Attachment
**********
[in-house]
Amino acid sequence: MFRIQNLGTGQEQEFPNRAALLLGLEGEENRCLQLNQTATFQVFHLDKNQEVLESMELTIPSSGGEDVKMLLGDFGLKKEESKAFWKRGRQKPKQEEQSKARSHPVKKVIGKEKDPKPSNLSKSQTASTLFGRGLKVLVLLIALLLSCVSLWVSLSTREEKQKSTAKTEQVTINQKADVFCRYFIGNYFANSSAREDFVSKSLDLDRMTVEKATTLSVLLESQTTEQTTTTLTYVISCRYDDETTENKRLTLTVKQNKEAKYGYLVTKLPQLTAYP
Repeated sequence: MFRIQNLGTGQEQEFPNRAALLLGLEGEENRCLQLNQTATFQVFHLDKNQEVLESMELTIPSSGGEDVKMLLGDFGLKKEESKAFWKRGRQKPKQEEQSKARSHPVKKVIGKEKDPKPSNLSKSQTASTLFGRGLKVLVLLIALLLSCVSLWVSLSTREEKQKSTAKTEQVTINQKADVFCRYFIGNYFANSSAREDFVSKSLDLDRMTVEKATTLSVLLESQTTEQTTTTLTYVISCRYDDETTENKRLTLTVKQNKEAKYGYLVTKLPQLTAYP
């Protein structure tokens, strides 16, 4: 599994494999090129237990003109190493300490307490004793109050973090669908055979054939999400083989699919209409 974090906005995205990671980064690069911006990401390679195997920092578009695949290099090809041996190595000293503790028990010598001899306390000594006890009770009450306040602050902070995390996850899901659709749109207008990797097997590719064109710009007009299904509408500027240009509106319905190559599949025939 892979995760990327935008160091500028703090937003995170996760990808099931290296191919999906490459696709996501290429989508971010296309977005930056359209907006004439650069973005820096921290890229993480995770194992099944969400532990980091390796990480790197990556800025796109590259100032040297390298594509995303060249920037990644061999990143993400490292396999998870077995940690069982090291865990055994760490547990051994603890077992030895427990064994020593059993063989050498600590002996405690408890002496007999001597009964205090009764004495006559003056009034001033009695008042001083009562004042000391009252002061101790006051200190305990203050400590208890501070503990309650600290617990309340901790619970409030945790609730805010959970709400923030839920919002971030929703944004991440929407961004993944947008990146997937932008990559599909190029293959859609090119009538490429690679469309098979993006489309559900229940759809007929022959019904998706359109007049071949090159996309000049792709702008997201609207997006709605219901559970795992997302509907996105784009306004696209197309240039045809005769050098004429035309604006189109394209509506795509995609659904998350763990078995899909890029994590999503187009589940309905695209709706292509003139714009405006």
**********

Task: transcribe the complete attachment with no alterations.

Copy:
[in-house]
Amino acid sequence: MFRIQNLGTGQEQEFPNRAALLLGLEGEENRCLQLNQTATFQVFHLDKNQEVLESMELTIPSSGGEDVKMLLGDFGLKKEESKAFWKRGRQKPKQEEQSKARSHPVKKVIGKEKDPKPSNLSKSQTASTLFGRGLKVLVLLIALLLSCVSLWVSLSTREEKQKSTAKTEQVTINQKADVFCRYFIGNYFANSSAREDFVSKSLDLDRMTVEKATTLSVLLESQTTEQTTTTLTYVISCRYDDETTENKRLTLTVKQNKEAKYGYLVTKLPQLTAYP
Repeated sequence: MFRIQNLGTGQEQEFPNRAALLLGLEGEENRCLQLNQTATFQVFHLDKNQEVLESMELTIPSSGGEDVKMLLGDFGLKKEESKAFWKRGRQKPKQEEQSKARSHPVKKVIGKEKDPKPSNLSKSQTASTLFGRGLKVLVLLIALLLSCVSLWVSLSTREEKQKSTAKTEQVTINQKADVFCRYFIGNYFANSSAREDFVSKSLDLDRMTVEKATTLSVLLESQTTEQTTTTLTYVISCRYDDETTENKRLTLTVKQNKEAKYGYLVTKLPQLTAYP
């Protein structure tokens, strides 16, 4: 599994494999090129237990003109190493300490307490004793109050973090669908055979054939999400083989699919209409 974090906005995205990671980064690069911006990401390679195997920092578009695949290099090809041996190595000293503790028990010598001899306390000594006890009770009450306040602050902070995390996850899901659709749109207008990797097997590719064109710009007009299904509408500027240009509106319905190559599949025939 892979995760990327935008160091500028703090937003995170996760990808099931290296191919999906490459696709996501290429989508971010296309977005930056359209907006004439650069973005820096921290890229993480995770194992099944969400532990980091390796990480790197990556800025796109590259100032040297390298594509995303060249920037990644061999990143993400490292396999998870077995940690069982090291865990055994760490547990051994603890077992030895427990064994020593059993063989050498600590002996405690408890002496007999001597009964205090009764004495006559003056009034001033009695008042001083009562004042000391009252002061101790006051200190305990203050400590208890501070503990309650600290617990309340901790619970409030945790609730805010959970709400923030839920919002971030929703944004991440929407961004993944947008990146997937932008990559599909190029293959859609090119009538490429690679469309098979993006489309559900229940759809007929022959019904998706359109007049071949090159996309000049792709702008997201609207997006709605219901559970795992997302509907996105784009306004696209197309240039045809005769050098004429035309604006189109394209509506795509995609659904998350763990078995899909890029994590999503187009589940309905695209709706292509003139714009405006």